NVIDIA's nForce Reference System!

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NVIDIA's nForce Reference System! - Page 3

NVIDIA's nForce Reference System
NVIDIA's Vision for a New PC Platform

By, Marco Chiappetta
January 16, 2002

Synthetic benchmarks only tell part of the story.  We'll move on to more gaming and "real world" tests next.  We ran a series of time demos with Quake 3 Arena v1.17, set at the "Fastest" and "High Quality" video options, using the nForce's integrated GeForce 2 video.

Some OpenGL Performance
The Ubiquitous Quake 3 Arena


As you can see, the nForce's integrated video performs quite well in 16-Bit color tests.  Having an integrated GeForce 2 MX puts the nForce's video performance head and shoulders above any other on-board solutions.  We don't have any comparison numbers posted because we could not configure another system with integrated video with similar components and an AMD processor.  That statement alone should speak volumes to you.  The nForce is currently "one of a kind".


For the "High Quality" testing, we also set the Geometry and Texture detail to their maximum settings.  Here we again see admirable performance from the nForce's IGP (Integrated Graphics Processor).  These number won't excite too many hardcore gamers out there but hardcore gamers aren't the one's who'll be using the integrated video anyway.


More Performance
More of the Good Stuff!

We also ran ZD Labs' Business Winstone 2001 and Content Creation Winstone 2002 benchmarks on the nForce reference system.  We compared it's performance to the KT266A powered Abit KR7A using the same processor and memory configuration (technically).

First, we ran Business Winstone 2001.  To explain exactly what this test entails, I'll re-use a quote taken directly from ZD's eTestingLabs website:

"Business Winstone is a system-level, application-based benchmark that measures a PC's overall performance when running today's top-selling Windows-based 32-bit applications on Windows 98 SE, Windows NT 4.0 (SP6 or later), Windows 2000, Windows Me, or Windows XP. Business Winstone doesn't mimic what these packages do; it runs real applications through a series of scripted activities and uses the time a PC takes to complete those activities to produce its performance scores."


The nForce bests the KT266A in the Business Winstone tests by a small margin.  Something interesting to note is that although both test systems were configured with 256MB of RAM, the nForce had "only" 224MB available, because 32MB was reserved for the IGP.  If we had used an add-on video board or added another 32MB of RAM to the nForce system, it's lead would probably have been greater.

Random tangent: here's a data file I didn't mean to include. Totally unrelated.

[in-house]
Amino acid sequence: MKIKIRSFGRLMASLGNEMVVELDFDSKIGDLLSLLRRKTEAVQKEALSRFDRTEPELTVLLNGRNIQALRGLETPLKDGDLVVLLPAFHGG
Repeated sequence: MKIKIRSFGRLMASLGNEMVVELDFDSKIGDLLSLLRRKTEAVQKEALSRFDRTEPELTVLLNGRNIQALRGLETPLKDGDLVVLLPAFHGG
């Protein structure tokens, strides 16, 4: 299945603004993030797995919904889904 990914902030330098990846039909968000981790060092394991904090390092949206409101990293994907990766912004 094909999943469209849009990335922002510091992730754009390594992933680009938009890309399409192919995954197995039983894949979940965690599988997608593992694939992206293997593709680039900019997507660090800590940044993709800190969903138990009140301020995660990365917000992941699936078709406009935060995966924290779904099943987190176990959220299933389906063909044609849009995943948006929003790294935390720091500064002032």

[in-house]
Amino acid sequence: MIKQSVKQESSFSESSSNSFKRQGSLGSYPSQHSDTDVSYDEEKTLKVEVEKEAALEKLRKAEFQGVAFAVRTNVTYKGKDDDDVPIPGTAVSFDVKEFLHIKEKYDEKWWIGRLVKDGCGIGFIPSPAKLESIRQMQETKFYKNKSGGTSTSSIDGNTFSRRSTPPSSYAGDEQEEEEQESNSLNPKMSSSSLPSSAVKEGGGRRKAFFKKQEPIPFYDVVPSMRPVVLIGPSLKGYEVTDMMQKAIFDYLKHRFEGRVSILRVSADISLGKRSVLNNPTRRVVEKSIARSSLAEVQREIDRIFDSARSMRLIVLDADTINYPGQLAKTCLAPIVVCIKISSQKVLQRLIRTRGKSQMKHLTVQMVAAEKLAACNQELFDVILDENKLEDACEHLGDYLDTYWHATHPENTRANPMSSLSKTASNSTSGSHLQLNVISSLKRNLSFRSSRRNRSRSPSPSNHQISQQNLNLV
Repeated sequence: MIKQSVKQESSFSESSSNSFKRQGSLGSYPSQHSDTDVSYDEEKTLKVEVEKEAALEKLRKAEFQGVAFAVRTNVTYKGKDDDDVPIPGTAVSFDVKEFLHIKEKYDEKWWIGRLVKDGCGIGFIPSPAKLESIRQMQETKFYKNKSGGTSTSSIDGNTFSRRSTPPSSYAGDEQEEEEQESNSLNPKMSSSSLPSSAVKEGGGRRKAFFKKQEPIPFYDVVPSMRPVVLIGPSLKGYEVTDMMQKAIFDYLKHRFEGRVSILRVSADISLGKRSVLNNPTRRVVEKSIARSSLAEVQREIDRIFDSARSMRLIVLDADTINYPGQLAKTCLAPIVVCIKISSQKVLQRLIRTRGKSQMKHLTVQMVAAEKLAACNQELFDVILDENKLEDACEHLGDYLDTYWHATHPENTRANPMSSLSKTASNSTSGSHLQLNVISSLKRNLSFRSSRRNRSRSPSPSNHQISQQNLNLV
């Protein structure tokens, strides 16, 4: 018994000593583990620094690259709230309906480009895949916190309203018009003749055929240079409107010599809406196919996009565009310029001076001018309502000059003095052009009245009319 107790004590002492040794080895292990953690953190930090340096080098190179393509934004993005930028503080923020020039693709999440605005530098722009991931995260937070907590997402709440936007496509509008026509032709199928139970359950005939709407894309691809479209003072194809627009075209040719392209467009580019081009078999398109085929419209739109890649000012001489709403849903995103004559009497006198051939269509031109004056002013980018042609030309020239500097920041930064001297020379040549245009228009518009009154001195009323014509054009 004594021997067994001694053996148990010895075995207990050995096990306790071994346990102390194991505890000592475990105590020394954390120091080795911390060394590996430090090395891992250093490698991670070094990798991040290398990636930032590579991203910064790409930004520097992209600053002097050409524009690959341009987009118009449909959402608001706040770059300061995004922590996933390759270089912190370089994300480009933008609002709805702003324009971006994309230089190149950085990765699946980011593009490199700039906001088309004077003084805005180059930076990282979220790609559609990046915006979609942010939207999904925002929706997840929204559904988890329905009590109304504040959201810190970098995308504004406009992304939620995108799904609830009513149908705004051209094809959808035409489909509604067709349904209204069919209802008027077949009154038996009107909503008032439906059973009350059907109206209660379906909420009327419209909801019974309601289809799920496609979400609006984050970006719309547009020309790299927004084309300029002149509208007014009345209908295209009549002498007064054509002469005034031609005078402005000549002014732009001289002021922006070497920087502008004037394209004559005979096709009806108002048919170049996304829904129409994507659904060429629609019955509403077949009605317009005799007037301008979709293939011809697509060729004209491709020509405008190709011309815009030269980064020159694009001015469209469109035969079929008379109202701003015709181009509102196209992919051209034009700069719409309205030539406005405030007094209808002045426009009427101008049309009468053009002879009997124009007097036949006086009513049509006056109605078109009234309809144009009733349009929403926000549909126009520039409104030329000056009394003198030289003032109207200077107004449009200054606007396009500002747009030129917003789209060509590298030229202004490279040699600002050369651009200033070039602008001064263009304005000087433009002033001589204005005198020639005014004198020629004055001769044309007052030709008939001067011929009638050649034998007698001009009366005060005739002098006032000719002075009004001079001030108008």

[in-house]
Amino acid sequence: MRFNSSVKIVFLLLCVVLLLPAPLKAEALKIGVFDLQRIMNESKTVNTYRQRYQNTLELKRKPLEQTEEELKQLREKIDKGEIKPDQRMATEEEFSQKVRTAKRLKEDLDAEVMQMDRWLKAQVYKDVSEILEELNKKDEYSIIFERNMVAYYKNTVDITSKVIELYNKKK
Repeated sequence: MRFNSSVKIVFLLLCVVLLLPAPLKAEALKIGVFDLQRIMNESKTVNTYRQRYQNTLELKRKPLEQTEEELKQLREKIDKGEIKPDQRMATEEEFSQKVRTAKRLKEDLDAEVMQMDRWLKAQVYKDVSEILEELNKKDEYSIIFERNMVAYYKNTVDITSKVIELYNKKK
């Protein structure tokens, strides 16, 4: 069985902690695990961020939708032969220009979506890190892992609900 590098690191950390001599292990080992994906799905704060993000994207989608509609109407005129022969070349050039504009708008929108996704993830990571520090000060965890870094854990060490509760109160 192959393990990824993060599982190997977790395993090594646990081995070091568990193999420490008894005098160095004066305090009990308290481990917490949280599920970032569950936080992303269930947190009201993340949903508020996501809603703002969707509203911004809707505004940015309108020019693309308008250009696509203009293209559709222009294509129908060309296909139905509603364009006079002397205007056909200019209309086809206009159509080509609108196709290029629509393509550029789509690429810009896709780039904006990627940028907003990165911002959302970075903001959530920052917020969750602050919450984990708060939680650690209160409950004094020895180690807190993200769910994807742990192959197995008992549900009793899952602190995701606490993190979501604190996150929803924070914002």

CC Winstone 2002 uses the following applications in its battery of tests:

  • Adobe Photoshop 6.0.1
  • Adobe Premiere 6.0
  • Macromedia Director 8.5
  • Macromedia Dreamweaver UltraDev 4
  • Microsoft Windows Media Encoder
  • Netscape Navigator 6/6.01
  • Sonic Foundry Sound Forge 5.0c (build 184)

The Content Creation benchmark taxes system bandwidth and the FPU more heavily than the "Office Type" applications that are run in the Business Winstone test.

The tables are turned here.  The KT266A was about 8% "faster" than the nForce in the Content Creation tests.  Again, we should remind you that the nForce had 32MB less RAM available because of the IGP.  Without this limitation, the scores would surely be closer.




There is a lot to consider when thinking about the nForce because it succeeds on so many levels.  As an "integrated" platform, it simply has no rival (at least not yet).  The integrated GeForce 2 video is far superior to any other integrated solution currently on the market.  The integrated audio processing unit is also top notch, as is the integrated NIC.  For someone looking to quickly and cheaply build a system, the nForce is an excellent choice.  Add drives, a case, RAM and a CPU and you've got a complete system that will be a snap to configure.  The really exciting thing is, power users would only have to purchase a higher end video card and they too would have an excellent system.  While retail nForce boards will cost more than most others, the fact that you won't have to purchase a sound card or a NIC offsets the higher price of the motherboard.

NVIDIA has done an excellent job with the nForce.  It is a highly integrated, yet high performing chipset that fits into a broad range of markets.  Because this is not a retail product, and most of you will never have this particular piece of hardware in your possession, we will hold of on posting a rating.  We are however very excited to get "retail" nForce boards into the lab and fully expect the nForce to gain mass acceptance with both OEMs and enthusiasts alike.


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Tags:  Nvidia, nforce, system, STEM, force, id

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